miércoles, 15 de enero de 2014

#IoT + #BigData = The need of new rights

The crossroad of Internet of The Things and Bigdata oblige us to face new challenges. The risk of forgetting the fundamental risk for the sake of producing new services and products is there. The need for a bigger efficiency in the public sector and  more personalised services produced by companies should not be fulfilled at the expenses of our personal rights. 

And the materialisation of the risks is already happening around us. The deployment of sensors is done in may areas without previous knowledge of those who will be sensed. Personalised advertisements to better serve the customer were the excuse in the cases of the snooping trash bins in London and the Tesco´s face scanners, but it is difficult to foreseen where are going to be the limits of the seek of efficient services in the SmartCity arena and it is clear that few local councils ask their citizens if they want to be sensed. And it is not happen only in the United Kingdom, in Las Vegas they have deployed a lightning system capable to interact with pedestrians ... even if they do not want !!

In this scenario, it is quite logic that some voices have begin to ask for the development of new bills of citizen and consumer rights, specially the main right is the right to access our own data. A fail to develop this kind of charta, would bring us worrysome scenes in the future.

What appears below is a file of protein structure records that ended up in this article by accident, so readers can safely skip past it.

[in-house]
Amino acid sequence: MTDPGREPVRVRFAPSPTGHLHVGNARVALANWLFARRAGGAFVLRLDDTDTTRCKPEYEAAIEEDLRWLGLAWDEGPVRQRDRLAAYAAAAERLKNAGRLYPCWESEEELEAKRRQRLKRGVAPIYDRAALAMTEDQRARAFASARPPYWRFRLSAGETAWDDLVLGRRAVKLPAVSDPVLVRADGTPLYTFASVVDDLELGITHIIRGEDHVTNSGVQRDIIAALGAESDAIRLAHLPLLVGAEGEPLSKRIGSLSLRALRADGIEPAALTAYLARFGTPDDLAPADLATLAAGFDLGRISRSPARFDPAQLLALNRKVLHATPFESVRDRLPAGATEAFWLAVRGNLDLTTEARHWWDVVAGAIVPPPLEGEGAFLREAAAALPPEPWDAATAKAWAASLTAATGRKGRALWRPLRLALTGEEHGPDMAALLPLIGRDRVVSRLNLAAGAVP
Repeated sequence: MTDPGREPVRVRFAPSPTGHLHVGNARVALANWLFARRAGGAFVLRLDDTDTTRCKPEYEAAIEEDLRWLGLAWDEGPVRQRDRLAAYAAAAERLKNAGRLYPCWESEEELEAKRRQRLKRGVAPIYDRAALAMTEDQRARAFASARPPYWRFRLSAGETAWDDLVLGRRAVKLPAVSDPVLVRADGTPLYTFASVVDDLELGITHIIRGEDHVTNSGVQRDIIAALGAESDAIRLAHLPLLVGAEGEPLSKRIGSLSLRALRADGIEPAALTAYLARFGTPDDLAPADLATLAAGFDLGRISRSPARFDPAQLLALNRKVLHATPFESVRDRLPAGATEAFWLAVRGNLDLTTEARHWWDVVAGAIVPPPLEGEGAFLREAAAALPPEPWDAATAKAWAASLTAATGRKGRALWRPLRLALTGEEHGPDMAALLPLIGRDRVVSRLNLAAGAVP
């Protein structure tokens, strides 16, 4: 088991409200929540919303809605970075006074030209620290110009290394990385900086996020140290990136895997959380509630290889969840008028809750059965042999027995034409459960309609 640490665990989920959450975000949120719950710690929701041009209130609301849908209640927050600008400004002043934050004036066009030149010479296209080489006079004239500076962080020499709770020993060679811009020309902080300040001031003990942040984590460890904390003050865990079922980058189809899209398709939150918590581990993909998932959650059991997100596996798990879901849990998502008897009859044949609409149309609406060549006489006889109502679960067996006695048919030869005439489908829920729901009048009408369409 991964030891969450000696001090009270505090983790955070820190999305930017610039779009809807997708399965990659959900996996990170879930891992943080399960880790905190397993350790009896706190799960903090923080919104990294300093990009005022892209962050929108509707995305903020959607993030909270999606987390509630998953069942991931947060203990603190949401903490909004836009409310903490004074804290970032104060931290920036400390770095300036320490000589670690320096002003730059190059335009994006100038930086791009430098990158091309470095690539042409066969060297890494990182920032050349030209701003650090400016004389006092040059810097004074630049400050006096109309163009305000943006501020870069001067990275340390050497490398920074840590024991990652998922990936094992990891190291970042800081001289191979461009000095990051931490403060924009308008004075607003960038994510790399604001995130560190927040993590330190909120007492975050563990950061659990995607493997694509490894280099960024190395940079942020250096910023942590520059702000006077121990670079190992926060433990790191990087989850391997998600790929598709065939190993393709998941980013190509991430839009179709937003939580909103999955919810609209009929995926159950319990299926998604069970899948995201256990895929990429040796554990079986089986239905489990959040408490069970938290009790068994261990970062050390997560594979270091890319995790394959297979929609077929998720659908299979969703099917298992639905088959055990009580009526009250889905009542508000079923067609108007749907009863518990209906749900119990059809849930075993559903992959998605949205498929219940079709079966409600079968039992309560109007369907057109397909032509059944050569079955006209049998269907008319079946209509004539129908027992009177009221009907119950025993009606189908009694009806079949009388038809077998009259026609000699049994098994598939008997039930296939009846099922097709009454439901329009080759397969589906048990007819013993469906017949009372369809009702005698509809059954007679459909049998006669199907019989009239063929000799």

And this regulation should include the tools we use for recording data and the data collected. There is an strong need of base the development of the Smart City paradigm based on open source solutions, we have the right to know all the details about the first steps in the handle of our digital footprint. And the digital footprints of citizens and city should also become part of the digital commons to ensure a fair explotation of this new source of richness.

Critical for the fulfillment of the above vision of a non-invasive deployment of the new sensing technologies is ensuring a respectful automatised treatment of the personal data. And for this purpose, anonymisation techniques should be applied: Data masking, Pseudonymisation, Aggregation, ... Steps to be taken in order to avoid the jig-saw effect. 

We should never forget what Neelie Kroes reminded in a speech a couple of months ago: "Nothing we do should be at the expense of fundamental rights. Mastering big data means mastering privacy too". What is more, it looks that without the guarantee of this rights the business opportunities will dissapear.



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